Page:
I am determined that the tax credit system will do the job it was designed for—to deliver to all families the financial support they are entitled to, providing the right amount of support at the right time. However, at the point when the new tax credits were introduced, problems arose affecting a small proportion of families. Many Members have raised specific cases with me and there has been much discussion and debate in the House, most recently in the Westminster Hall debate that I was unfortunately unable to attend due to illness. I am, therefore, taking this opportunity to provide the House with an update on the steps that HM Revenue and Customs (HMRC) is taking to address these problems.

It is now well known that in the early months of 2003–04 the Inland Revenue encountered serious problems with the new IT system, resulting in over-payments and other difficulties. Some families have also found the information provided to them on the status of their awards unclear, which has made the process more difficult.

In response to these challenges I have agreed with David Varney, the chairman of HMRC, that HMRC will take a series of important steps to improve the administration of tax credits. The Department has been working hard with its new IT contractor to improve the performance of the tax credits IT system. The accuracy with which tax credits information is processed is improving. Officials have been working closely with representative bodies, for example, to improve the clarity of the information provided to families on their
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tax credit awards. Further, new streamlined procedures have been introduced to decide cases where the recovery of an over-payment is disputed.

These are all important steps forward but there remain key challenges for the Department in delivering tax credits. I am therefore setting out six measures to improve significantly the tax credits system, with particular regard to how the Department communicates with families about their tax credit award; reducing the risk of errors adding to the number of over-payments; improving procedures for recovering over-payments.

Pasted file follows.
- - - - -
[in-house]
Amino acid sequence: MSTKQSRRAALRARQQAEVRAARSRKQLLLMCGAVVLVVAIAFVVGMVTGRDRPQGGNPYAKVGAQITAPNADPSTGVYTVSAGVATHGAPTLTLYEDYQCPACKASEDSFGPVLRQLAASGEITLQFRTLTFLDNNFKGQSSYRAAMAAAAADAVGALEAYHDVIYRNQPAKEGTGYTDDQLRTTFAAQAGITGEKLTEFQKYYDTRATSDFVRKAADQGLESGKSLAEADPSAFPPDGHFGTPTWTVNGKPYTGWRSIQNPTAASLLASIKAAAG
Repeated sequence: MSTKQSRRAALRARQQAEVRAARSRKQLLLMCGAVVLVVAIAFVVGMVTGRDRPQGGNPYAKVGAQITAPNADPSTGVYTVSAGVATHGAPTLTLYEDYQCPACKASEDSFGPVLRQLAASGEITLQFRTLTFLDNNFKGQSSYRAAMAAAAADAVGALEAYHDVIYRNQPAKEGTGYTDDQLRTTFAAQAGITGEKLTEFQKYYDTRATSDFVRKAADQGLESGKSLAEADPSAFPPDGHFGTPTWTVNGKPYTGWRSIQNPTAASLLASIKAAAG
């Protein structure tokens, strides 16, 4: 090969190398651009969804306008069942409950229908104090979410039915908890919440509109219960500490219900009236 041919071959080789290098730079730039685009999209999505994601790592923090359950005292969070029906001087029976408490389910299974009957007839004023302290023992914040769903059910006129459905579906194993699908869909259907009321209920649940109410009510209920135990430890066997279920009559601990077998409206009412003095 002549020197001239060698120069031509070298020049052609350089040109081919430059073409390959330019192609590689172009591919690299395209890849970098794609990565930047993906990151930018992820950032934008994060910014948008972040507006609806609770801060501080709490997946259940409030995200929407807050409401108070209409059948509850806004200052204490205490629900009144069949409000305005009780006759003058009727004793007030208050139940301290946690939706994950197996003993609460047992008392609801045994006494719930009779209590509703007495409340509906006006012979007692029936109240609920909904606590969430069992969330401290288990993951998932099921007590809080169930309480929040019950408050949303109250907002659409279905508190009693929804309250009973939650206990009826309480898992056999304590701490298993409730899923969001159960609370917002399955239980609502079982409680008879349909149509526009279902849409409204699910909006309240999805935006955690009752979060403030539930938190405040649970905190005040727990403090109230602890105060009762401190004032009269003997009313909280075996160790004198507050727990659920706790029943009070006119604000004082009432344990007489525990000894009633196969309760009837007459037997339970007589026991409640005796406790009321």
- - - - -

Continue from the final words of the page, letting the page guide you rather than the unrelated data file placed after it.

ECOFIN: European Economic Reform

The Chancellor of the Exchequer (Mr. Gordon Brown): Europe must adapt to the changing balance of global economic activity and the rise of fast-growing emerging economies. Only a globally-orientated Europe—focused on macro-economic stability, marrying flexibility and fairness in employment markets, championing enterprise and innovation, and open to trade—can forge a new route to social justice in a global age.

Among the reform initiatives we wish to move forward to help equip Europe to meet the global economic challenge:

Competitiveness and Regulation

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Competition, State Aid & Innovation

International co-operation

USA-EU co-operation

And because I believe this aim of European economic reform is one around which we can build a national consensus and one that all parties will want to support, I have written to my hon. Friend the Member for Huddersfield (Mr. Sheerman), to ask whether his Committee on Europe can take the lead in this work. I urge all parties to participate.